Hon. Andrew Ojok Oulanyah, son of the late speaker, revealed that Jacob Oulanyah always wanted to do the right things, the right way and at the right time implying that he was committed to ethical behavior and always acted in the best interest of the people he served. “Our father was no doubt a mentor to many which aligns with today’s theme of ‘Modeling the eight behavior for the youth of Africa in the 21st Century’. Thank you, Your Excellency, for opening your doors to not only hosting this ceremony but also making sure so many young people are involved”.

Atim Karen Oulanyah (C), Hon. Andrew Ojok Oulanyah (L) and Harold Oulanyah (R) gave moving speeches about their late father, Jacob Oulanyah

Karen Atim Oulanyah, daughter of Jacob Oulanyah said, “Our father was a man who always strived for unity. We, as young aspiring leaders, have to strive for the same. Thank you all, it doesn’t go unappreciated. I hope we all immerse ourselves in my father’s values. Thank you, Mr. Odrek Rwabwogo for this initiative”.

Yubu Onyong (C) mobbed by Gen. Katumba Wamala (L) and Hon. Mmary Grace Mugasa

Yubu Onyong, one of the young people mentored by Jacob Oulanyah paid tribute by encouraging young people out there to emulate the late Speaker of Parliament. “A plan without action is just a gamble. The future of this country is dependent on the youth. And the youth need to be mentored. Let’s stick to the mentorship values that Jacob instilled in us. I would like the youth to encourage themselves that everything is possible.”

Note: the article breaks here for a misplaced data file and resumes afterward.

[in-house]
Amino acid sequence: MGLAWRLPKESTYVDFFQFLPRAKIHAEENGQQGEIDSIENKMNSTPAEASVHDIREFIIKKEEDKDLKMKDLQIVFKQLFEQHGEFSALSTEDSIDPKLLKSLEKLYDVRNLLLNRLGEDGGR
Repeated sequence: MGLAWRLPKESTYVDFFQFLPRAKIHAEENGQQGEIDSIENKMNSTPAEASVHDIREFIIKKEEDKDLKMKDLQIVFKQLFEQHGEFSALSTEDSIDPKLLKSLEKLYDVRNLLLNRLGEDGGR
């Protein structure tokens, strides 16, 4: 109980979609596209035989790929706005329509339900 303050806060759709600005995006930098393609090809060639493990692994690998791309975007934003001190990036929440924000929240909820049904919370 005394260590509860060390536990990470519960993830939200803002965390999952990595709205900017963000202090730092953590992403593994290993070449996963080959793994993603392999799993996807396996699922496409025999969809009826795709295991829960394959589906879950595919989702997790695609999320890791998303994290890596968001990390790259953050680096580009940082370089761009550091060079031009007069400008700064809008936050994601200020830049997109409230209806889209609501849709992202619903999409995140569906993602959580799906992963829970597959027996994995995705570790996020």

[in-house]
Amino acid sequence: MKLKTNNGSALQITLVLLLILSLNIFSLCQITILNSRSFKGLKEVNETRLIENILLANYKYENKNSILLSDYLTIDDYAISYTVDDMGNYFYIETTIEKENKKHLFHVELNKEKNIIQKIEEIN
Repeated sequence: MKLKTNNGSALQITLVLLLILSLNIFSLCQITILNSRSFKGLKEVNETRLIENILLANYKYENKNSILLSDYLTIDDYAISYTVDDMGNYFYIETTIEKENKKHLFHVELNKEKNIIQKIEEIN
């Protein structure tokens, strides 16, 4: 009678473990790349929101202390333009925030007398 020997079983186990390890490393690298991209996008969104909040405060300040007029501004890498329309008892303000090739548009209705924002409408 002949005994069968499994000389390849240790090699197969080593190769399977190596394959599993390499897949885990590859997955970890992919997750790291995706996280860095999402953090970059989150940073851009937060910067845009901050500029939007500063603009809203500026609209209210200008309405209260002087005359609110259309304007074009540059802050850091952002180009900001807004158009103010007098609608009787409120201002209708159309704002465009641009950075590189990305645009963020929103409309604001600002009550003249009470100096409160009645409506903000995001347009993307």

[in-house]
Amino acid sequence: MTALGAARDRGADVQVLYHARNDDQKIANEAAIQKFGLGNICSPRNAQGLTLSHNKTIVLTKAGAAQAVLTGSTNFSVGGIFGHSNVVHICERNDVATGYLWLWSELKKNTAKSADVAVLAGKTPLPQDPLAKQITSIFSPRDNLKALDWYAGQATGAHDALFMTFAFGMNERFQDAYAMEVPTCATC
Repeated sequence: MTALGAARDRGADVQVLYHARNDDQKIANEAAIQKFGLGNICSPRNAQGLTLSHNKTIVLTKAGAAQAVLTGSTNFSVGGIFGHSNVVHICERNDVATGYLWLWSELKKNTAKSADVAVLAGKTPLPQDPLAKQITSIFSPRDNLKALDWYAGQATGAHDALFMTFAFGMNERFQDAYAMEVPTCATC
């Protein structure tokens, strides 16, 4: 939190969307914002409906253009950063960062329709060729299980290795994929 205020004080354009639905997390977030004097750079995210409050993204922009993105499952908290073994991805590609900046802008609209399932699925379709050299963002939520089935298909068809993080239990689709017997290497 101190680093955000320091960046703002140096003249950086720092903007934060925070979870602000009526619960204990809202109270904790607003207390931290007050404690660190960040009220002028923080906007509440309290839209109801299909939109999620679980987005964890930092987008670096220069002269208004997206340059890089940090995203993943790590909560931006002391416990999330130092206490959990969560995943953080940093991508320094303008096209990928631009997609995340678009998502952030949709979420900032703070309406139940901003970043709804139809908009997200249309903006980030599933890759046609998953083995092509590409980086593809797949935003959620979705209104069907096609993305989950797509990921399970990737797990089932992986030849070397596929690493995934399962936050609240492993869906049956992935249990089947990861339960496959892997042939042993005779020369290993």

Brenda Ker, Jacob Oulanyah’s Press Secretary for many years remembered the late as a forgiving man and never vindictive. “What I learned from my boss (as we always called him) is to forgive, nothing you can ever do on this earth is worth it if you don’t forgive one another”.

H.E Etsegenet Bezabih Yimenu, Ethiopia’s ambassador to Uganda

Some of the guests included; Hon. Norbert Mao who revealed that Jacob Oulanyah mentored so many people and always surrounded himself with young people, H.E. Maj. Gen. Jessica Alupo, H.E Etsegent Bezabih Yimenu, Rt. Hon. Amama Mbabazi, Hon. Mary Grace Mugasa, Hon. Ruth Nankabirwa, Lt. Col. Bright Rwamirama, Rt. Hon. Kasule Lumumba, Hon. Richard Todwong, Hon. Rose Namayanja, Hon. John Nasasira, a considerable number of legislators, family members, religious leaders, friends and well-wishers from all walks of life.

Belinda Amanya, speaker of the EACYC got the opportunity to address the audience.